A solar-panel roof at the University of Illinois (Flickr)

Trump Can’t Stop This: Climate Action in the Midwest

Despite President Trump’s push to dismantle the Clean Power Plan and other climate action, the Midwest is charging ahead to become a leader in clean energy.

This post was written by my colleague, Elisheva Mittelman.

Welcome to the second blog in our monthly series highlighting the clean energy achievements and climate action continuing across the United States―despite the Trump administration’s efforts to roll back federal climate policies. Each blog will focus on a different region of the country. Up this month: the Midwest. (Last month’s post on the Northeast and Mid-Atlantic can be found here.)

While President Trump and the Republican-led Congress have been working to undermine environmental protections throughout the country, the Midwest has taken big steps to advance groundbreaking clean energy policies and investments. From the Future Energy Jobs Act in Illinois to the record-shattering wind generation levels in Iowa, it’s clear that the heartland states―and their Republican governors―realize what the Trump administration does not: Good clean energy policies just make sense, promoting strong economic development and a healthy environment.

Champions of Clean Energy Policy

In the weeks following the 2016 election, something remarkable happened in the Midwest: Several sweeping clean energy victories took place in Republican-led states―with bipartisan support.

The comprehensive Future Energy Jobs Act (FEJA) in Illinois has been lauded as a landmark accomplishment due to its scale and the diverse group of stakeholders that helped it come together. FEJA aims to recharge renewable energy development and improve energy efficiency in Illinois, and the resulting decrease in energy consumption will translate to lower electricity prices and utility bills. For example, electric utility Commonwealth Edison (ComEd) will be required to reduce energy use by 21.5 percent by 2030―one of the most ambitious targets in the country―and its customers will save $3 for every $1 it spends on energy efficiency measures.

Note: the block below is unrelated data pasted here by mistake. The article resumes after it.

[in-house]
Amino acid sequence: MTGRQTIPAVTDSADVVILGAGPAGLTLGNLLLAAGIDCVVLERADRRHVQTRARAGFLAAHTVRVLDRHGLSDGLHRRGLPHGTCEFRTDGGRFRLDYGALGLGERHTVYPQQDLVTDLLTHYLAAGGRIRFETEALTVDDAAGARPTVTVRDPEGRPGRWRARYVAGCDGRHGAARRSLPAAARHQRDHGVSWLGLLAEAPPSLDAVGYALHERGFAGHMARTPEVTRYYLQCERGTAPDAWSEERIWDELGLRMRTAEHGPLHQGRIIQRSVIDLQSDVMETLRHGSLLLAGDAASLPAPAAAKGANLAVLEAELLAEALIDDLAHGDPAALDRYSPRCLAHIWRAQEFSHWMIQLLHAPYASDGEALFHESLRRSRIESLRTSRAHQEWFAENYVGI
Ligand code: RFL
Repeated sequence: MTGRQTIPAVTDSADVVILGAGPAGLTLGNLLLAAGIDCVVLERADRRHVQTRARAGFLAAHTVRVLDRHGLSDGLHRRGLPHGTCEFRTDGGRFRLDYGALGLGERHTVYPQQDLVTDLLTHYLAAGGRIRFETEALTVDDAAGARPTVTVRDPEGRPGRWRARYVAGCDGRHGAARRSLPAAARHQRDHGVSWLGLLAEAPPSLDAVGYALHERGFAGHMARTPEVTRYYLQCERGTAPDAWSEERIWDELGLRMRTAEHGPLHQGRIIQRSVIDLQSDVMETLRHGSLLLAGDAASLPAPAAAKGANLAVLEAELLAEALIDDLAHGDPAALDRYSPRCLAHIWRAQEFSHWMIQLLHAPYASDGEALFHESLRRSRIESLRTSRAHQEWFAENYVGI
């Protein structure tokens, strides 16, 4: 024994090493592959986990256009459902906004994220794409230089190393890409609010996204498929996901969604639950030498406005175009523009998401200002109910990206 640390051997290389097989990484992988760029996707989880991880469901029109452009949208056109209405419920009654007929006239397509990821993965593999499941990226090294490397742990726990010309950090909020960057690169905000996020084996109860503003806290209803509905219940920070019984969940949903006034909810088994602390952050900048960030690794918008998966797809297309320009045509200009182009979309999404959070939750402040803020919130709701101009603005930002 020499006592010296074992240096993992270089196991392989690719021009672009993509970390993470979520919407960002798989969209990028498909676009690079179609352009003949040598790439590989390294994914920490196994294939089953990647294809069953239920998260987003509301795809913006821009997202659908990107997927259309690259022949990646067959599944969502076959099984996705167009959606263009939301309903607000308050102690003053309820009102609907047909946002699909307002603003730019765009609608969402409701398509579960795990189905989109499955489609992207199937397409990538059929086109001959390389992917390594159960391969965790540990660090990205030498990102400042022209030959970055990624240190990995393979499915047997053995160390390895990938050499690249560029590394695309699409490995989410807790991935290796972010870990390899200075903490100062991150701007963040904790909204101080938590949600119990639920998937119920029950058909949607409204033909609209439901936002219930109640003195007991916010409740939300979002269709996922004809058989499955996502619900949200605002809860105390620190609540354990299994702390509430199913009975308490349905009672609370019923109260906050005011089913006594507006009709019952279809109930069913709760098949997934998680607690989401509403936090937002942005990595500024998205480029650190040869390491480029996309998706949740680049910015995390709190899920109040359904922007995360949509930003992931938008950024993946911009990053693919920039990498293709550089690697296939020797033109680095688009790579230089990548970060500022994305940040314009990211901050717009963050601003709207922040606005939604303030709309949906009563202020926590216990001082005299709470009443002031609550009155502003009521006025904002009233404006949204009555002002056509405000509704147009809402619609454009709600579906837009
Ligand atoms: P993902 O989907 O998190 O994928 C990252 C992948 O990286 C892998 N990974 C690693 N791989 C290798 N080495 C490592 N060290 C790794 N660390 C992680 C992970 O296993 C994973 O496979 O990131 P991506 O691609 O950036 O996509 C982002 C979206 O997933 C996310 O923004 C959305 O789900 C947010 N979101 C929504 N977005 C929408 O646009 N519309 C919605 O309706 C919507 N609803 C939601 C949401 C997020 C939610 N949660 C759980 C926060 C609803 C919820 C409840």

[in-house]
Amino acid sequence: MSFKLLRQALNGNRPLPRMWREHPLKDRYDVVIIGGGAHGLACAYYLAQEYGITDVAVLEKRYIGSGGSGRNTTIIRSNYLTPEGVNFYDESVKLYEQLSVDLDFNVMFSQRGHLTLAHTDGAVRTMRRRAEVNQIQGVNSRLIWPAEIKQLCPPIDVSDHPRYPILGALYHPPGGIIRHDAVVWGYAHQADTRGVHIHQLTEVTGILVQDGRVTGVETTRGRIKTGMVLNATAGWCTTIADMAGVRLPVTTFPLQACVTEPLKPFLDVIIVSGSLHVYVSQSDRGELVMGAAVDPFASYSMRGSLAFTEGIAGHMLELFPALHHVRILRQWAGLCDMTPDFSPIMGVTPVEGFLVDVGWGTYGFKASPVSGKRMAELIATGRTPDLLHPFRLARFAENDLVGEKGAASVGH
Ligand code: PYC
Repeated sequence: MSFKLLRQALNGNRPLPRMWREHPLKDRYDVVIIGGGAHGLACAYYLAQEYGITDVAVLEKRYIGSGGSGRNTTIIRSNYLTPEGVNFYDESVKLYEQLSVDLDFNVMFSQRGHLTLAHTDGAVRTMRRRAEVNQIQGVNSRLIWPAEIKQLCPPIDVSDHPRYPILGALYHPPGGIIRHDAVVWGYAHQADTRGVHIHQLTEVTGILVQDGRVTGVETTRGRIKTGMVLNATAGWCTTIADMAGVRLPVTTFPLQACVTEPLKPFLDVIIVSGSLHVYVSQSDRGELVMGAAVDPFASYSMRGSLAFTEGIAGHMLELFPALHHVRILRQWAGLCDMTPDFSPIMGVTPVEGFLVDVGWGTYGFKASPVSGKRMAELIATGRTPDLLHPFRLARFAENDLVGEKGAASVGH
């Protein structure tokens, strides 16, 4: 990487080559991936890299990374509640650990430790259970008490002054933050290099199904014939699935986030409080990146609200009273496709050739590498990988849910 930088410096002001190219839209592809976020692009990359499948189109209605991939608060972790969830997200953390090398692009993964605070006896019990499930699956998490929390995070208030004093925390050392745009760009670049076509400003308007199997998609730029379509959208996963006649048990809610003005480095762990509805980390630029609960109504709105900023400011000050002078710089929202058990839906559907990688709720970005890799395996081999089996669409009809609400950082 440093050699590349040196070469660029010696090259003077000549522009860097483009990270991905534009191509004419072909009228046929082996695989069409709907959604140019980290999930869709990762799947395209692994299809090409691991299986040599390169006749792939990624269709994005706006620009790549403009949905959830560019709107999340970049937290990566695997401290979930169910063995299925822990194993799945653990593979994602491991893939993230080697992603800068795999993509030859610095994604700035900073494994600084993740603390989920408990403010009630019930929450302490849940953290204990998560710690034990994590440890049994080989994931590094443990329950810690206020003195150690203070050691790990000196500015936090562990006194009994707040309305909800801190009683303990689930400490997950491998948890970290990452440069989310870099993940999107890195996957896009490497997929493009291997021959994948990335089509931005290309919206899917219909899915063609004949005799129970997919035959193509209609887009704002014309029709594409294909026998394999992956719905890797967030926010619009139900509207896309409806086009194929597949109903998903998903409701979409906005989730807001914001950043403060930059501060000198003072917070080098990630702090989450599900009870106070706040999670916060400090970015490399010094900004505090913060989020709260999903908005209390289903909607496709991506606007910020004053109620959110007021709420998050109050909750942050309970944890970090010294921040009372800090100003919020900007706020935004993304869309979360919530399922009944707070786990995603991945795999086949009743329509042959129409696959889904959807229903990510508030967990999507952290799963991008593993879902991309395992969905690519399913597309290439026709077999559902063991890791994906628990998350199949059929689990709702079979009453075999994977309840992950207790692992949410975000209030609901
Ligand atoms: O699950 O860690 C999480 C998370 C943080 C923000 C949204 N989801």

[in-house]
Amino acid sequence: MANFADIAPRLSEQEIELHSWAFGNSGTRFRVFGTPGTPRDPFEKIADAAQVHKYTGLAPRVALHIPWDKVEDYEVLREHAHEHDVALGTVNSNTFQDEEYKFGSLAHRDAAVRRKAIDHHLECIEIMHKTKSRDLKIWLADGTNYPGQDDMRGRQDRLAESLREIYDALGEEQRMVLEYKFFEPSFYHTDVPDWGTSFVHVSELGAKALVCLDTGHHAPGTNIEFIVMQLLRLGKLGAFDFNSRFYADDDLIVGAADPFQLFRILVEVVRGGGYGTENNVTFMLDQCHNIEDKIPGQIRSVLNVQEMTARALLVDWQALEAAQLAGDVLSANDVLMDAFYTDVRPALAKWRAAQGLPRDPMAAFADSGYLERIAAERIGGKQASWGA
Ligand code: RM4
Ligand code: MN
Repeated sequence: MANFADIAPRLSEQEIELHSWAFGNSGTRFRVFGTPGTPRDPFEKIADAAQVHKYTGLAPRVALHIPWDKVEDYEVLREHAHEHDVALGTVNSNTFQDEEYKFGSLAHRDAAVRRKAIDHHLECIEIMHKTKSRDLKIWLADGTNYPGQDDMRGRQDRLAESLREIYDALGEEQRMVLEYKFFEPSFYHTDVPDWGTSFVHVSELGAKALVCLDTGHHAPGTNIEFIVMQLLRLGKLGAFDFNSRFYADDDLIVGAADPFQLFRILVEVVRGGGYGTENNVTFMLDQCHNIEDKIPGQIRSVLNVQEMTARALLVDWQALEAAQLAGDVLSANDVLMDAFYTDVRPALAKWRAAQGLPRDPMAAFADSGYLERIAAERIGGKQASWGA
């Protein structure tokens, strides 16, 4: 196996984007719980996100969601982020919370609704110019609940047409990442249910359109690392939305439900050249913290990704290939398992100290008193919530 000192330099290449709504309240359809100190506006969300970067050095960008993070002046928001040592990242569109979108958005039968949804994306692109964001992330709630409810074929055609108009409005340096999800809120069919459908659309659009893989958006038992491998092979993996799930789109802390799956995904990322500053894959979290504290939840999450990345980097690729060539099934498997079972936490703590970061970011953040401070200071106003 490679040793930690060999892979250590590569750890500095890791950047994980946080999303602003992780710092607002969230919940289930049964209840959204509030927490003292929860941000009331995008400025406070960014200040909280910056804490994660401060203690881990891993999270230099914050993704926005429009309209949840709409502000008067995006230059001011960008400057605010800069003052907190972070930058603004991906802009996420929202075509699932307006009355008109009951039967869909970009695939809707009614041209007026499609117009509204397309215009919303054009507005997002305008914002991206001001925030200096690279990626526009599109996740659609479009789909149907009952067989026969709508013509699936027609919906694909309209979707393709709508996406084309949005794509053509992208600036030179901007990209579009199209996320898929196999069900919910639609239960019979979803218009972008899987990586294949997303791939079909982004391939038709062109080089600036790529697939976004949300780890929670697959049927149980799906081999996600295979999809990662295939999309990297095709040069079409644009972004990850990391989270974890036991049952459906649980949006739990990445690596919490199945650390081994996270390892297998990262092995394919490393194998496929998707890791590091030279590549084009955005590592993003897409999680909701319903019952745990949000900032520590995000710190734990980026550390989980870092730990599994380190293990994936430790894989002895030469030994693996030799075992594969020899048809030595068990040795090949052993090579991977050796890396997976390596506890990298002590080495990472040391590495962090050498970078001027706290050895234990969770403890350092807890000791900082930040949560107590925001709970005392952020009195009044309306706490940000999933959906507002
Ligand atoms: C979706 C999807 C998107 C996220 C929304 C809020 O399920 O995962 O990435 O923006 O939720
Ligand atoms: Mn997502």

Michigan became another Midwest success story when it passed a bipartisan clean energy bill of its own at the end of 2016. The bill, which was officially enacted on April 20, extends the state’s renewable portfolio standard (RPS) to 15 percent renewable energy by 2021 and allows for the continuation of energy efficiency resource standards for utilities. Several of its provisions also ensure that utilities can invest in the lowest-cost and cleanest energy resources possible as they transition to a modern energy economy.

Data source: Energy Information Administration. Map created by Emily Barkdoll, Energy and Transportation Program. Renewables generation includes wind, utility-scale solar, and geothermal.

Governor John Kasich of Ohio continued the Midwest streak by standing up for his state and for clean energy when lawmakers advanced a bill that would have weakened renewable energy and energy efficiency standards in Ohio. Kasich recognized that it would have devastating consequences if it was enacted, so he vetoed the bill. Kasich cited the economic reasons for his decision, stating at the time that the legislation would have amounted to “self-inflicted damage” to Ohio’s economic competitiveness by taking away energy generation options that are “prized by the companies poised to create many jobs.”

Advocates for Aggressive Climate Targets

Wind turbine parts in St. Paul, Minnesota (Michael Hicks/Flickr)